How many are familiar with renowned journalist and columnist Tofazzal Hossain aka Manik Miah, whose name has been commemorated as one of the biggest roads of Dhaka city? I wonder if the young generation of our country is familiar with his works, legacy and achievements or just knows the name as a street.
We all know that our Liberation War was fought under the leadership of Bangabandhu Sheikh Mujibur Rahman. But the desire for independence goes way back. One of the persons whose writing inspired the masses at that time was the one and only Manik Miah. His weapon was his pen and the chariot was The Daily Ittefaq. It's heartbreaking that we don't take his name as often as we should when we talk about the country's independence.
Tofazzal Hossain (1911- June 1,1969), Editor of The Daily Ittefaq, is a legend in the realm of journalism in Bangladesh. Though he was also known as Manik Miah, his pen name Musafir was his most popular identity. Musafir was the name he used when he wrote his column 'Rajnoitik Mancha'. No other column to this day has achieved that much popularity.
Manik Miah's Ittefaq wasn't an ordinary newspaper. One can't compare today's Ittefaq, or any other newspaper for that matter, to the Ittefaq under the editorship of Manik Miah. It was completely a different era. The golden times of Ittefaq were from 1954 to 1971. When Pakistan had just gotten its independence and when East Pakistan was faced with all kinds of discrimination from the central government, Ittefaq became one of the mediums of protest.
While working in the Muslim League Manik Miah got firsthand experience in politics and the opportunity to work with some political big shots. He later grew close to Shaheed Suhrawardy. In 1946 when Suhrawardy founded a daily named Ittehad in Calcutta, whose Editor was Abul Mansur Ahmed, Manik Miah joined the newspaper as Office Secretary. That was his first step in the world of journalism.
When Awami Muslim League was born in 1949, Manik Miah joined Ittefaq which served as the group's mouthpiece to pressurise the Muslim League government. Maulana Abdul Hamid Khan Bhashani was the newspaper's first editor and publisher. Manik Miah took over the post on August 14, 1951.
With his newfound role at the helm of the daily, the newspaper soon became an ardent critic of the Muslim League government. His powerful column soon turned Ittefaq into a must-read with morning tea. One of the reasons behind his column's popularity was his straightforward, fearless comments about the injustices carried out by the government. His column played a pivotal role during the 1954 elections. Muslim League's defeat can be largely attributed to his writings which resonated with the common people. His style, subject and the way he presented issues were intact till the day he died, making his writing a genre in itself.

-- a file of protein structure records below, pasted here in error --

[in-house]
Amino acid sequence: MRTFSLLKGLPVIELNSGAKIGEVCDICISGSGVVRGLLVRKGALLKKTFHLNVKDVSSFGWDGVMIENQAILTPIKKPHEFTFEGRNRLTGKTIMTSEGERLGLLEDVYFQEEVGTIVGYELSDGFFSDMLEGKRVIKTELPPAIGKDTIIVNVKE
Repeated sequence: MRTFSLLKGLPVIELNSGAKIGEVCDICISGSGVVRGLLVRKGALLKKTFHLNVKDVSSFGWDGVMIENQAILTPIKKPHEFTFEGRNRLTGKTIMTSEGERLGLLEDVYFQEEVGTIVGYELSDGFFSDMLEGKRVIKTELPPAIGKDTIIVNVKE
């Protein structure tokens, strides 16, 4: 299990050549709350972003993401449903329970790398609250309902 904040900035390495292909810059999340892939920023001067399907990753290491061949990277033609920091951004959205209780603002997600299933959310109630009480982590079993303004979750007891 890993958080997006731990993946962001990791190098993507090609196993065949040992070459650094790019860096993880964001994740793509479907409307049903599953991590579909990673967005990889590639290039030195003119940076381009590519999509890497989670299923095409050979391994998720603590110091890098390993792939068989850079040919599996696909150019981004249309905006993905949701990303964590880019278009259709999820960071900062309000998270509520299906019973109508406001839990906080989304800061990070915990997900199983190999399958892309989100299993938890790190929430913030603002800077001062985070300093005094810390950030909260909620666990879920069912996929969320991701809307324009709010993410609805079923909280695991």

The Pakistani government found his writings to be against them, which led him to face the court several times. Despite all that, he never bowed down to authority. He never took the newspaper as a business but more as a medium of expression which led him to be the Manik Miah we all know today. For his writings in support of the Six Point Declaration of Awami League, Manik Miah was arrested on June 16. Ittefaq, Dhaka Times and Purbani (Cine Weekly) were banned by the authorities. After a ten month imprisonment he was released on March 27, 1967. Although the then government eventually told him to tone it down, and Ittefaq was allowed to resume, Manik Miah never compromised his beliefs.
He was not a mainstream political person and he was more than just a political mind. He led a life of a statesman where his knowledge formed the foundation of his work -- something he was not willing to compromise at any cost. Manik Miah's contribution and the role of Ittefaq in achieving independence are undeniable. Manik Miah is a legend in the history of Bangladesh's media. He is a torchbearer who has paved the way for the true path of journalism.
The writer is a media and development activist.